The Red Clay Ramblers

Lie of the Mind

  • AllMusic Rating
    8
  • User Ratings (0)
  • Your Rating

AllMusic Review by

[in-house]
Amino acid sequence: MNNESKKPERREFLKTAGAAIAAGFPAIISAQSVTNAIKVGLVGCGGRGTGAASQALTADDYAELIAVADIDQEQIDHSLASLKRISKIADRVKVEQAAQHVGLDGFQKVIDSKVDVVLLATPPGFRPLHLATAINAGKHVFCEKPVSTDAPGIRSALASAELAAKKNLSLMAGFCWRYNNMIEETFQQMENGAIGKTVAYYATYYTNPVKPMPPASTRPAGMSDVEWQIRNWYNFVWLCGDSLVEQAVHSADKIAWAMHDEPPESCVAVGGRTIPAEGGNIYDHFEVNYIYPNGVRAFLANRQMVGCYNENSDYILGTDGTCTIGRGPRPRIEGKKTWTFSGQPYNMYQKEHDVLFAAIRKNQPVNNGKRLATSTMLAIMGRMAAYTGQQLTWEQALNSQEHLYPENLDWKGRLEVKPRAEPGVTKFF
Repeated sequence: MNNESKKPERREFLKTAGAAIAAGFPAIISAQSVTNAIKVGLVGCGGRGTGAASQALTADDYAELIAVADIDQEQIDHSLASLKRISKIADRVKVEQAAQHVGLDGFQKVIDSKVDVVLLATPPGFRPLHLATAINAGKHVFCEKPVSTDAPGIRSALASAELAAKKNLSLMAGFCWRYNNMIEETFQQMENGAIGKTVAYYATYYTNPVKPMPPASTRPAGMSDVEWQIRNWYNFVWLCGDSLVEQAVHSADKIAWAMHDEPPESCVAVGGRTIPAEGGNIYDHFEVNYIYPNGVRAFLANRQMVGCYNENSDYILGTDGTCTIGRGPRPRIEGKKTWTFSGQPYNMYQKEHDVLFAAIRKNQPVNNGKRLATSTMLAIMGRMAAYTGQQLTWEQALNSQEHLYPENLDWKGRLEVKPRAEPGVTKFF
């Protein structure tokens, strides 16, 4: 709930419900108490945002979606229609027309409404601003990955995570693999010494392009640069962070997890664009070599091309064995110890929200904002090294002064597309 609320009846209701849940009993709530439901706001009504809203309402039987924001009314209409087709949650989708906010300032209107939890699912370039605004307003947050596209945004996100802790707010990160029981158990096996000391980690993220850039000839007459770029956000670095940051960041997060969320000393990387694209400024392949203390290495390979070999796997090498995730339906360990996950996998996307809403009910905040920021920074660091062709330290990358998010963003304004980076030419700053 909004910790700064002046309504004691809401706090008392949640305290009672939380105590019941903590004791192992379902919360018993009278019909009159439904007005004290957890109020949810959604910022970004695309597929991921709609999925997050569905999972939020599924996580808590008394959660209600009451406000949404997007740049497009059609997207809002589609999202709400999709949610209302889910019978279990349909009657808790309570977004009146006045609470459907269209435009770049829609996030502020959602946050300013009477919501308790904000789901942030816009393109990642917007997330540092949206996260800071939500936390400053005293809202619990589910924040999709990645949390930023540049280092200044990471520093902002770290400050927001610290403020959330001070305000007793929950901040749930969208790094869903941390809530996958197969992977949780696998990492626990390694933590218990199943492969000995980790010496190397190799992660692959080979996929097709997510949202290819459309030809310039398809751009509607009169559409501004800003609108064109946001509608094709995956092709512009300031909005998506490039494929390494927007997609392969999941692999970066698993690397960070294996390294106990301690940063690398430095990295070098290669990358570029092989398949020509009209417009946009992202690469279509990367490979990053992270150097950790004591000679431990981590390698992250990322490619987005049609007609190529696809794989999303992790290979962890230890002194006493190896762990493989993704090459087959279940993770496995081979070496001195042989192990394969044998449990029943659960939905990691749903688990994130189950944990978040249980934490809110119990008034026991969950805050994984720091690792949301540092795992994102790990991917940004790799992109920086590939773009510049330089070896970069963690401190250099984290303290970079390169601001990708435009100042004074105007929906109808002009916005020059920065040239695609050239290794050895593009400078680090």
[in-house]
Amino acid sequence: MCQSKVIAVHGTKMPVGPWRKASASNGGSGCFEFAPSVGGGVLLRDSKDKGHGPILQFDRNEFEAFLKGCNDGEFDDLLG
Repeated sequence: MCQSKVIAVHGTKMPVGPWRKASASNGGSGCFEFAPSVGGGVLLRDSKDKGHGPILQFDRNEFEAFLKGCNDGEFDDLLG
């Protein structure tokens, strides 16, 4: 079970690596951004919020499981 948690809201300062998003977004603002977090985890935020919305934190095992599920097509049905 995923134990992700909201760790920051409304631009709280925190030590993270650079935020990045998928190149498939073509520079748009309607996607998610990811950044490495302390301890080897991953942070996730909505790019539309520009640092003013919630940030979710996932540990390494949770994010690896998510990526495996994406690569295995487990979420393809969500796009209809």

The presence of playwright Sam Shephard must have the same effect on some people that mothballs are supposed to have on moths. Eyes glaze over, backs stiffen, and a sense of being totally uncomfortable sets in. As much as North Carolina's Red Clay Ramblers have expressed enthusiasm for their collaborations with Shephard, the soundtrack recording to his play A Lie of the Mind does not display the group at their most relaxed or lively. In fact, the band has been Shephard-ized beyond question. It is all perfectly respectable music, the songwriting drawn not only from the band's usual blend of the traditional and originals, but also including some Lefty Frizzell with a tasty country piano solo from Mike Craver. Most of what the band attempts -- honky tonk, serious singer/songwriter material, cornpone rural humor -- comes across as if someone had dropped an enormous and sopping wet blanket on top of it. The instrumental medley that closes the first side is an exception; it represents the totally rousing sound of this band at their best, bringing to mind students in a campus pub discovering old-timey music for the first time. "Light Years Away" is also a beautiful ballad, effectively followed by the romping "Cumberland Mountain Deer Chase." Hovering over the old-timey music atmosphere, however, is the Shephard rain cloud. One cringes in apprehension of what kind of awkward, uncomfortable drama is wed to this music. It is an inevitable difficulty for any music group doing a soundtrack album, since the house a group may build for their current family of songs is bound to be more relaxed than the hotel room offered by a playwright using a live music group for dramatic effect. Furthermore, Shepard obviously hopes the rich dramatic content and emotion of the old-timey music or the Skip James blues will rub off on his play. It is not a transaction one should bank on, since the formality of the dramatic process strips away much of this music's intensity. In only one sense is this album a necessary addition to a collection of recordings by this group. That is the excellent little bits of incidental music, much of which gets into interesting areas that these musicians are more than capable of dealing with, but have tended to avoid on their own recordings. Recorded sound is indeed good, but a little too clean overall.